Bryologist 19: 70. 1916,.
Stems 6–10 mm. Leaves 2–3 mm, erect-appressed and somewhat wrinkled when dry, spreading when moist, oblong-ovate, concave and distinctly channeled, the apex cucullate, usually minutely apiculate; margins entire or denticulate near apex; costa ending in apex or very shortly excurrent, abaxially smooth or faintly roughened near apex; lamellae 7–10, 6–12 cells high, in profile entire or crenulate with bulging cell walls; cells of leaf base short-rectangular, narrower toward margin; median cells of lamina 15–20(–24) µm wide, thin- to firm-walled, becoming narrower and obliquely rhombic at the margin; perichaetial leaves 2.5–3.5 mm. Seta reddish brown, 8–18 mm. Capsule 3.2–5 mm, pale greenish brown, dark brown to blackish when old, long-cylindric, moderately to strongly curved, only rarely somewhat gibbous; peristome teeth 250–380 µm.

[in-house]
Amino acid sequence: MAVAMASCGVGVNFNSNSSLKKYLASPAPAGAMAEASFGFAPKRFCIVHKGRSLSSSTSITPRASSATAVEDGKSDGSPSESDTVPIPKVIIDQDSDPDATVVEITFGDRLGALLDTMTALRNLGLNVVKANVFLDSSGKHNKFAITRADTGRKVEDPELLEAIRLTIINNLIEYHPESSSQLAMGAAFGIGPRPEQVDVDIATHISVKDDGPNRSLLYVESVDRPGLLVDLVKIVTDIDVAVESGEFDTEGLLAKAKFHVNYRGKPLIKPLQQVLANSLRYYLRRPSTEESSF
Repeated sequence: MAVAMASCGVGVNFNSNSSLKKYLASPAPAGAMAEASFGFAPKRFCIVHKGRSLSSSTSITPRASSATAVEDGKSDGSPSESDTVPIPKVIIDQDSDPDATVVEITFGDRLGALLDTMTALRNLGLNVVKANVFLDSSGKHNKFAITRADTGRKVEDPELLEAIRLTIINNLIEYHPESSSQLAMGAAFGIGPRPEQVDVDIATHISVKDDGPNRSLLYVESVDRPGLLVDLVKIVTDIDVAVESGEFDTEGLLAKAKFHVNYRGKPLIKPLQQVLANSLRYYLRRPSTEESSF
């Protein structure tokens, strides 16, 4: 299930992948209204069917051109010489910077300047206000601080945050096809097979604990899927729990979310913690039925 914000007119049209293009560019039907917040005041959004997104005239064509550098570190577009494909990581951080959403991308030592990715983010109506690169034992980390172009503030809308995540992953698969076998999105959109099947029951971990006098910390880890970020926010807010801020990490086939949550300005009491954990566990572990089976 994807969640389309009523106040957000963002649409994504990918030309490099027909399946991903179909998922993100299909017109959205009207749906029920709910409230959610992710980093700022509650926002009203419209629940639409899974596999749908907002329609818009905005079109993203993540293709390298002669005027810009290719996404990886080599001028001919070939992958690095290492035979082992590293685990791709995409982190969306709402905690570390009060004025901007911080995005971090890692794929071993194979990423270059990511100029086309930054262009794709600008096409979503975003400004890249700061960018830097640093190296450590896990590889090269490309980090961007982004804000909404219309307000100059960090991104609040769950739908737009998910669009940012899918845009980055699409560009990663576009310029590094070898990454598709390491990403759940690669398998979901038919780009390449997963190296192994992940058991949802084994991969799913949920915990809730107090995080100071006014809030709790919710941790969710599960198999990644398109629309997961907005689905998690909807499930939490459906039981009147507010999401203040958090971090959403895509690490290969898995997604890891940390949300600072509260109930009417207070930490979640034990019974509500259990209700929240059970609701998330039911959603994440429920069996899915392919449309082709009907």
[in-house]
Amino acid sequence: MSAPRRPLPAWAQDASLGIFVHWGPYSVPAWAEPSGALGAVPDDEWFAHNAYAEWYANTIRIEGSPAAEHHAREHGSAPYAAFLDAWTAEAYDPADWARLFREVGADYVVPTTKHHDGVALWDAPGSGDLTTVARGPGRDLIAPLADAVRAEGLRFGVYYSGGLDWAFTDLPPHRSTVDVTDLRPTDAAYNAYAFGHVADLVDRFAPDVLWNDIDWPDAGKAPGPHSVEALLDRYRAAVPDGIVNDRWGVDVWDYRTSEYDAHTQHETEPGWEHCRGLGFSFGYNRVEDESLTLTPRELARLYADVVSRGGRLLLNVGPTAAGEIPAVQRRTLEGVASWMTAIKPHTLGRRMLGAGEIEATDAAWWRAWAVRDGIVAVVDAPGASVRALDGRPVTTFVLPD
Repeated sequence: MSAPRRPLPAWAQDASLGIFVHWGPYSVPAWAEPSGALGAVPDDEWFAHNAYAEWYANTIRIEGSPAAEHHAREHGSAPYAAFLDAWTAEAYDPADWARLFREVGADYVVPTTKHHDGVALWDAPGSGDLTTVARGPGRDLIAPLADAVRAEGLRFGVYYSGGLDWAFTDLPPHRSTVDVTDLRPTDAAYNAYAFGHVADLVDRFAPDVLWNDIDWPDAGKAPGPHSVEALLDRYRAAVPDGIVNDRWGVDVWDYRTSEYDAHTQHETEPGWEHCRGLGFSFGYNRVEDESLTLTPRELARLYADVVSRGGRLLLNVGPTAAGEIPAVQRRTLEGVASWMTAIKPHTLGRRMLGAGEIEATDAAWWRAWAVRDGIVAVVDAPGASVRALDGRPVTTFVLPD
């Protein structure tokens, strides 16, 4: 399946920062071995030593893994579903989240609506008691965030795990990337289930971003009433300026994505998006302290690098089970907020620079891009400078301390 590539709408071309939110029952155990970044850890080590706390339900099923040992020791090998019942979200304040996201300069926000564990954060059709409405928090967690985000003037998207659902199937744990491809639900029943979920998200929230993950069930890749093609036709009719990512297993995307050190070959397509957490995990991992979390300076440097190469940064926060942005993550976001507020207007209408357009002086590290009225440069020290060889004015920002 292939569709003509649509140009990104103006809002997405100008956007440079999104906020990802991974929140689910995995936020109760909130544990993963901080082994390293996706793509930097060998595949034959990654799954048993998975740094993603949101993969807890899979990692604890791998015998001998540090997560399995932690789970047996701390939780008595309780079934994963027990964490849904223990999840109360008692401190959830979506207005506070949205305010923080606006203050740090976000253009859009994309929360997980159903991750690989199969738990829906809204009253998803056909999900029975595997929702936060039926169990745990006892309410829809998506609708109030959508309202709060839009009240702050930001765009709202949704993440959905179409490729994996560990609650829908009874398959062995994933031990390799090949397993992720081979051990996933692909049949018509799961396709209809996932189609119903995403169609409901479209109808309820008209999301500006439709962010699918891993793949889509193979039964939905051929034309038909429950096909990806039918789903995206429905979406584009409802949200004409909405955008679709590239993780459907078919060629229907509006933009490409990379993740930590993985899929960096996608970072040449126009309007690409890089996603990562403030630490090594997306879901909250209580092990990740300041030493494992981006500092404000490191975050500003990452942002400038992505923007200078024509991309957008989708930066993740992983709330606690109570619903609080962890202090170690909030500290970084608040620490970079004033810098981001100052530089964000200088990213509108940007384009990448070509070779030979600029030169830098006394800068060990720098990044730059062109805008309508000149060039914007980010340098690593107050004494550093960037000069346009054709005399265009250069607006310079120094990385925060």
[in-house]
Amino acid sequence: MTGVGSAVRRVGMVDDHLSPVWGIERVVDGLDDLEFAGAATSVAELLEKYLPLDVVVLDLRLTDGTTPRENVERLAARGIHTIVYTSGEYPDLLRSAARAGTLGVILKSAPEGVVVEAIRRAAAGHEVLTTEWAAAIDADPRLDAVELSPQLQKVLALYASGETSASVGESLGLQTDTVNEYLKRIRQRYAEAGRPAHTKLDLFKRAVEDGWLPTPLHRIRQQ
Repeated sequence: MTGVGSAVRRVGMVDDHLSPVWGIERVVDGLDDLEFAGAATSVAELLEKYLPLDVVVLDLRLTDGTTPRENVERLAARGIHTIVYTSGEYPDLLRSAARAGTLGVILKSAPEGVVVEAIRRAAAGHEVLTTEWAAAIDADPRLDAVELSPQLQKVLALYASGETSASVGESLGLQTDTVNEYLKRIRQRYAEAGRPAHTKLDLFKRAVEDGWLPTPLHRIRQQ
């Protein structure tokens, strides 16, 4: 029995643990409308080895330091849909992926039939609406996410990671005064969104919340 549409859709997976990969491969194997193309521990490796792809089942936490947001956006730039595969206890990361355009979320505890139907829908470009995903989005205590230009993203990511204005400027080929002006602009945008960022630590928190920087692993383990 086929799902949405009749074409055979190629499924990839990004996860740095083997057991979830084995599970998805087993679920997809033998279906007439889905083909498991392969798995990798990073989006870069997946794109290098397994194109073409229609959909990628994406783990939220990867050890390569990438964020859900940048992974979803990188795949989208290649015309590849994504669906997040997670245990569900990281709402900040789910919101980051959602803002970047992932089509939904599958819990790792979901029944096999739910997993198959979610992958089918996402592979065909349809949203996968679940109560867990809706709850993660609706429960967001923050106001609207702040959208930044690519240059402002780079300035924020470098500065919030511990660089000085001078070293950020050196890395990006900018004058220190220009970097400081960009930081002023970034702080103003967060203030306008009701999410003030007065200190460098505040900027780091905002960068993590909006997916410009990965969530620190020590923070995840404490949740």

Habitat: Common, especially in lowland and coastal areas throughout arctic North America, on non-calcareous soil and gravel in areas of local disturbance, alluvium, slumping banks of streams and lakes, tussocks, frost boils, late snow patches, rarely submerged in snow melt streams
Elevation: low to moderate elevations (0-1200 m)
Greenland, Nunavut, Yukon, Alaska, n Europe, Asia (n Siberia), Atlantic Islands (Iceland).
This species typically has entire leaves, lamellae with entire margins, and ± symmetrical, long- cylindric capsules. Psilopilum laevigatum differs in its more slender, wiry appearance, with smaller, erect-incurved, bordered leaves, margins of lamellae incised and dentate in profile, and capsules distinctly asymmetrically ovoid and gibbous. Variety anomalum has leaf margins finely denticulate towards the apex, and less regular, gibbous capsules. Such intermediates may represent hybrids between the two species (D. G. Long 1985). In Nunavut, it is known from Baffin Island, Ellesmere Island, and the Arctic Archipelago.